Max Loves Midland Campaign aims to unite residents by building community

Loving where you live is a great feeling. For many people, being part of a community they’re proud of, one they contribute to, and enjoy exploring is what makes a place feel like home. "Max Loves Midland," an initiative of the Midland Area Community Foundation, acts as a hub for entertainment, resources and community connections. 

Kevin LaDuke, communications officer at the foundation, says the work of The Community Success Panel and The Communities of Excellence has been going on since 2010. In 2019, a framework was built, made up of community leaders and members working together to accomplish goals, address community issues, and support growth. The framework was rebranded to Max Loves Midland as a public outreach initiative in 2023.
Kevin LaDuke is the communications officer for the Midland Area Community Foundation.
“After three years of outlining our challenges and advantages, and understanding that we have a wealth of knowledge where our community has specific focus areas, we wanted to make this public and really put our arms around the entire community,” LaDuke says. 

The idea of ‘Max,’ a faceless, genderless mascot encompasses everyone, furthering its vision of an inclusive community, says LaDuke. “We knew that if we wanted to lead with this initiative, we wanted to connect it back to love, and that emotional bond that folks share with their community.”

The community calendar aspect of Max Loves Midland is something that’s been in demand for a while, says LaDuke. “A community calendar creates bonds for folks, they develop shared places, and learn more about Max Loves Midland, and develop shared language around the initiative, and dig a little bit deeper into the work.”

The bigger picture of the initiative is centered around a purpose statement: Midland: an inclusive community. Together. Forward. Bold. An exceptional place where everyone thrives. “That’s really where this work is rooted,” LaDuke says. “A lot of my inspiration on this comes from an author, Peter Kageyama, who wrote, ‘For the Love of Cities.’ One of his quotes in that book is, ‘one of the most important relationships in our lives is the one we share with our community, yet it’s rarely thought of as a relationship.’ That really stuck with me as we went through this discovery process of what we wanted Max Loves Midland to become.”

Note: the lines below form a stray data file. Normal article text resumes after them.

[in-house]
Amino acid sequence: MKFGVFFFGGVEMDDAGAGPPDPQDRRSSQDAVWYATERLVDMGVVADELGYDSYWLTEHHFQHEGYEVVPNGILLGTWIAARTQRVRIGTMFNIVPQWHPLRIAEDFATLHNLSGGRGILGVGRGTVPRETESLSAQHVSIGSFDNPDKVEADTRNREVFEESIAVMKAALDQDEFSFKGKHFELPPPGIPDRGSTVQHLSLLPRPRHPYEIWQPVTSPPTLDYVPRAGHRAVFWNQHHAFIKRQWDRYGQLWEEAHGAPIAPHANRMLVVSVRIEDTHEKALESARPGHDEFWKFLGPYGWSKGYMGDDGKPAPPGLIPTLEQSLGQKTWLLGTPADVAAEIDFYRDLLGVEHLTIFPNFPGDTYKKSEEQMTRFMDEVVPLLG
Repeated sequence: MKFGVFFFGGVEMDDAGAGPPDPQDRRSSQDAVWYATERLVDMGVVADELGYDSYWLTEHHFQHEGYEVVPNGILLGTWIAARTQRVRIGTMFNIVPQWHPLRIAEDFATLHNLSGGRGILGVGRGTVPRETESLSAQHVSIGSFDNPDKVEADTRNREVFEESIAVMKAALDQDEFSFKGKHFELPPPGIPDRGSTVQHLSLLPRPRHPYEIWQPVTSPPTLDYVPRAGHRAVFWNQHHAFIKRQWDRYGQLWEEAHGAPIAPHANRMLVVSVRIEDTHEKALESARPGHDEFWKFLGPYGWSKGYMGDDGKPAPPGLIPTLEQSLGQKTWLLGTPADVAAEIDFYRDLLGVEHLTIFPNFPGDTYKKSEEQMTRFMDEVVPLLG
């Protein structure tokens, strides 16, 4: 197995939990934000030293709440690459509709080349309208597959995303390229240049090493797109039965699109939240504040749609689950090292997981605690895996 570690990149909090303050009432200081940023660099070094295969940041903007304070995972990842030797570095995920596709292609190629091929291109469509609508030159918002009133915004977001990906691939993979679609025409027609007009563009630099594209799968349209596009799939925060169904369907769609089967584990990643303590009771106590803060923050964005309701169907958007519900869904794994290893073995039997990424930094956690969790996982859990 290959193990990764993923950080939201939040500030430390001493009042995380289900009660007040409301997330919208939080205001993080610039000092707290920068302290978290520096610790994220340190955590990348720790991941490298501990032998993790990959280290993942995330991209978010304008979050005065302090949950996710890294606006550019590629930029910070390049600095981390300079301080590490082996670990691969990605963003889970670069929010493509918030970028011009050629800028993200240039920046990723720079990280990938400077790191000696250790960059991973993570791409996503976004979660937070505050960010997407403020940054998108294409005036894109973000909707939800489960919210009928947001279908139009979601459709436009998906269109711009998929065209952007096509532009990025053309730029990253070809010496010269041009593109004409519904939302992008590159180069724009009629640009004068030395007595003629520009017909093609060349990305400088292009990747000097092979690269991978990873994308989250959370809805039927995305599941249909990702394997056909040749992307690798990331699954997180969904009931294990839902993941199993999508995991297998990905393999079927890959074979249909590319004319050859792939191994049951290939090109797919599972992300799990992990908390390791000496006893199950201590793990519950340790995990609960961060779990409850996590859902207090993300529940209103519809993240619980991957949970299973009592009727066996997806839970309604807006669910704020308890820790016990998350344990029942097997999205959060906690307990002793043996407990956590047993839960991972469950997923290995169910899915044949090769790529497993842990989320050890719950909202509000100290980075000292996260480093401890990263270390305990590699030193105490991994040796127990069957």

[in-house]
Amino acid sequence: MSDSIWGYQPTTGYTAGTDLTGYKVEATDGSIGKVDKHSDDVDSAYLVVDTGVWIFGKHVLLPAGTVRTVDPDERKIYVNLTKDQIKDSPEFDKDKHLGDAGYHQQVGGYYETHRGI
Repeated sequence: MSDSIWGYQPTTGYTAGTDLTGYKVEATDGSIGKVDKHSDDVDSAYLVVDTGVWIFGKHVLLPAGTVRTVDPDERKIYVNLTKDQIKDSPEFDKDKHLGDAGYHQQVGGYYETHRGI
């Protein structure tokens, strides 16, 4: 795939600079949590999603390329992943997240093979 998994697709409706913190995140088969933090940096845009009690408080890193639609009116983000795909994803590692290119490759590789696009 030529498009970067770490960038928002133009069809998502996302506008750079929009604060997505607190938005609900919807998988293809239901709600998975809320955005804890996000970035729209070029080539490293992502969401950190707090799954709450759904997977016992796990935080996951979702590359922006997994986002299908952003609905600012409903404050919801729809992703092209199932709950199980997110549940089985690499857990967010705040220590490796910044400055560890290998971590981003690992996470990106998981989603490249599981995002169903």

Representatives from the City of Midland sport their Max Loves Midland sunglasses at the Mayor's State of the City address.
The public brand launch of Max Loves Midland began a year ago, which went live online in February of this year, and the Mayor gave it a public announcement at the State of the City address last month. “It’s been developing in different ways,” says LaDuke. “We’re reaching new folks in different ways, and I see ‘Max’ really being a catalyst for community connection for years to come.

Local organizations have been eager to submit their events to the calendar, and also to work together in planning future collaborations. “It’s spearheading a lot more connections between organizations and folks within specific sectors,” LaDuke says.

The day-to-day communicator and calendar editor is Annie Stout from Paper Heart Design. The visually-appealing, user-friendly platform is one made possible from collaborative work, says LaDuke. “The Midland Area Community Foundation is the backbone organization, but we are not the only organization involved by far. This is meant to be a project that goes much further beyond us.” LaDuke hopes the initiative can help drive change within the community, increase inclusion, and be a tool to cultivate pride within Midland.

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Sarah Spohn is a Lansing native, but every day finds a new interesting person, place, or thing in towns all over Michigan, leaving her truly smitten with the mitten. She received her degrees in journalism and professional communications and provides coverage for various publications locally, regionally, and nationally — writing stories on small businesses, arts and culture, dining, community, and anything Michigan-made. You can find her in a record shop, a local concert, or eating one too many desserts at a bakery. If by chance, she’s not at any of those places, you can contact her at